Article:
At the MCA Denver, three full floors of violence, heavy and lite

Cleon Peterson, "The Embrace," 2017. Resin and lacquer paint.

The MCA Denver’s three new exhibitions ask a lot of us. Director Adam Lerner and Assistant Curator Zoe Larkins frame contemporary questions of race, empathy, and institutional power throughout the museum’s three levels in ambitious ways. The lower level and main floor, especially, prime the viewer for an emotional, personal reexamination of the ways these questions influence how we view art, though that charge fizzles out somewhat in the final exhibition; the artwork on the second floor isn’t as interested in asking those questions as it is in simplifying them.

Still image from Arthur Jafa’s found video montage, “Love is the Message, the Message is Death,” 2016.

But let’s start on the lower level, which begins with a quote from the artist Arthur Jafa that precedes his video “Love is the Message, the Message is Death (2016)”:

“The question is how come we can’t be as black as we are and still be universal?…How come the audience can’t see themselves in that thing, whether or not it looks just like them or not? It’s what black people do because most of what we see are white people. It’s what women have developed the muscle to do because mostly what they see are men. It’s what gay people are able to do because mostly what they see is heteronormative stuff.  It’s a muscle that everybody needs to develop: the ability to see themselves in someone else’s circumstances without having to paint that person white, make that person straight, or a man. How can you see yourself in theother? That’s what it really comes down to — empathy. I’m trying to make my shit as black as possible and still have you deal with my humanity.”

Still image from Arthur Jafa’s found video montage, “Love is the Message, the Message is Death,” 2016.

The video that follows is a montage of clips set to Kanye West’s highly produced, uplifting hip-hop/gospel mashup “Ultralight Beam.” The footage, short clips of African-American life, from parties and concerts to crises, seems largely taken from the internet. The images often pixelated and still bearing the video owners’ trademark in the corner, which lends a low-key, casual effect to the compilation (it also gets the viewer thinking about appropriation). This is everyday stuff, in black America.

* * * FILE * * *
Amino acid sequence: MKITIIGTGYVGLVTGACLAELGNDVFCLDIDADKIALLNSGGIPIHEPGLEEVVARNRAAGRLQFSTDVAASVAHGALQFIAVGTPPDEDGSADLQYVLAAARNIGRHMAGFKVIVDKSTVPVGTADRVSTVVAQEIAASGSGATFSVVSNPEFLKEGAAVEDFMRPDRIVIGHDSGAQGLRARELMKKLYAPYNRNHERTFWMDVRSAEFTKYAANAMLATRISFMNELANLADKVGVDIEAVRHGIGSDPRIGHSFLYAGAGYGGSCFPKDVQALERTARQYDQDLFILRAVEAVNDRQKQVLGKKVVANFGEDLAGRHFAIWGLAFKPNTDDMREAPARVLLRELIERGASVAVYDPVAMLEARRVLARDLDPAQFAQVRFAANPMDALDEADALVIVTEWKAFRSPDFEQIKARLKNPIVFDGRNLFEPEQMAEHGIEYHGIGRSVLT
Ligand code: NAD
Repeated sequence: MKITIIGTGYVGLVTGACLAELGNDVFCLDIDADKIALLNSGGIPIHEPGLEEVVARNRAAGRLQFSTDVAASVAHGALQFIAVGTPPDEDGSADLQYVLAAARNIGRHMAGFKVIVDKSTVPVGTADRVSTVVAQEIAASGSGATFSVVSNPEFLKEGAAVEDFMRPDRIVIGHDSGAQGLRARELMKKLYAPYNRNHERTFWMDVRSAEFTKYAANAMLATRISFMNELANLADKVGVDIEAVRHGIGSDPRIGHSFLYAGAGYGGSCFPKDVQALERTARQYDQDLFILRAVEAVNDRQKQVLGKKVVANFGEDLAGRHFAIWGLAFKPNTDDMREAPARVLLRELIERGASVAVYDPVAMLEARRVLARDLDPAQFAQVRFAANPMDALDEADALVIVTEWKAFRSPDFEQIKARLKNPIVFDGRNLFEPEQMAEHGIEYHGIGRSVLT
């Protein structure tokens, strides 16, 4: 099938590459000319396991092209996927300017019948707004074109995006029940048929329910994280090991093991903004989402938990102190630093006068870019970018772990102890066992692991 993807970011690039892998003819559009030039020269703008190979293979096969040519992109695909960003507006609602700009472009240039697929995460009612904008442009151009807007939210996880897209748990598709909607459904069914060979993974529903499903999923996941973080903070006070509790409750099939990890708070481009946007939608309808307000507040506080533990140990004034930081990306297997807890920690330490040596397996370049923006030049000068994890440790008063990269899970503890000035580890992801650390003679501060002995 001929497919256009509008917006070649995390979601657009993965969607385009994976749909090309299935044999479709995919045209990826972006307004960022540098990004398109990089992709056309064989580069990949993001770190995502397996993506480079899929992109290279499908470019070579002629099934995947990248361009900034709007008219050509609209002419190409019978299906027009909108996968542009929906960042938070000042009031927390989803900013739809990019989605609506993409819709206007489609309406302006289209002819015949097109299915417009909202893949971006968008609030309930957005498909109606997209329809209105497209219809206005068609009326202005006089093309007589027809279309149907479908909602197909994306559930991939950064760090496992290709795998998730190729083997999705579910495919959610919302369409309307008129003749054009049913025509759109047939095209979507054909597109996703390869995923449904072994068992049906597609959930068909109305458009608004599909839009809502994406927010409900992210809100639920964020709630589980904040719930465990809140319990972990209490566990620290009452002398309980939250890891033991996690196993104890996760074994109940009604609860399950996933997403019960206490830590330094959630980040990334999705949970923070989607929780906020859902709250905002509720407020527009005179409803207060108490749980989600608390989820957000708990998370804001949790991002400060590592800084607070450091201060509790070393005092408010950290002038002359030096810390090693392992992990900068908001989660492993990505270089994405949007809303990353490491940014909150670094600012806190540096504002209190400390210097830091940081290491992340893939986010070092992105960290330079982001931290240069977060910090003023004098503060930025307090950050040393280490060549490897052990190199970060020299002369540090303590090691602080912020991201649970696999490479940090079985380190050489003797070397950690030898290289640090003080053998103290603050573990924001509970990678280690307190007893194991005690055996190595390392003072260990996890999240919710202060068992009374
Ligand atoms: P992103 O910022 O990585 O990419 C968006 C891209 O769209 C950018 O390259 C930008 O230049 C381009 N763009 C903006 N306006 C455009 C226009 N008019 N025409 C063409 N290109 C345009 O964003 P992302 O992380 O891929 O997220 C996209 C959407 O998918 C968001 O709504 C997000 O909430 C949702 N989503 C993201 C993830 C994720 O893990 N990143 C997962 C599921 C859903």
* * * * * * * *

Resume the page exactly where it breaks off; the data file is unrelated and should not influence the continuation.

Conspicuously absent in most of the footage is white people. And this is where Jafa’s emphasis on empathy gets interesting. When white people show up, they’re authorities, police. And they’re violent. Much of this footage is hard to watch, most of all the clip of Walter Scott getting shot in the back while running away from a white police officer. Even when there’s no white officer present, their authority is still there, as in the clip of a scared young African-American boy practicing an encounter with a police officer at the behest of his father, who’s offscreen. Empathy requires white viewers (like me) to feel for the boy, yes, but also to recognize in the absent white authority our own whiteness, and an institutional authority that works for whiteness, everyday.

It’s a moving, and emotionally confusing, experience watching Jafa’s video. It questions white authority in terms of racially-motivated violence but also that evergreen question of permission: who’s allowed tobe, in the everyday, themselves? The video clips literally and figuratively blur the distinction betwe en authenticity and performativity, with the added wrinkle of how such ideas change depending on who’s present. It’s an everyday question and its asking is as much a mark of resilience as it is of desperation.

And Jafa expertly collapses the distance between the two. There are moments when he lines up the heights of a gospel chorus in West’s “Ultralight Beam” with high-res shots of the sun. Then, another quotidian clip of black America. Which is to say there’s a cosmic gap between the two, and there isn’t. In the midst of a video that’s juggling gospel and light and race and America, Jafa’s hypothesis is that maybe empathy is what glues it all together.

Diego Rodriguez-Warner, untitled, 2017, acrylic, spray paint, latex paint, on carved panel.

On the first floor, Diego Rodriguez-Warner takes up similar questions and applies them to painted an dcarved plywood boards. They resemble chaotic, colorful canvases, with famous and less-famous figuresand compositions from art history juxtaposed with more contemporary influences. In particular, Rodriguez-Warner is interested in the conventions of certain art historical periods and taking the experi mentations of those periods even further. There are multiple works that recall, as the wall text informs, the Japanese ukiyo-e genre of painting, and especially, printmaking. The Japanese, influenced by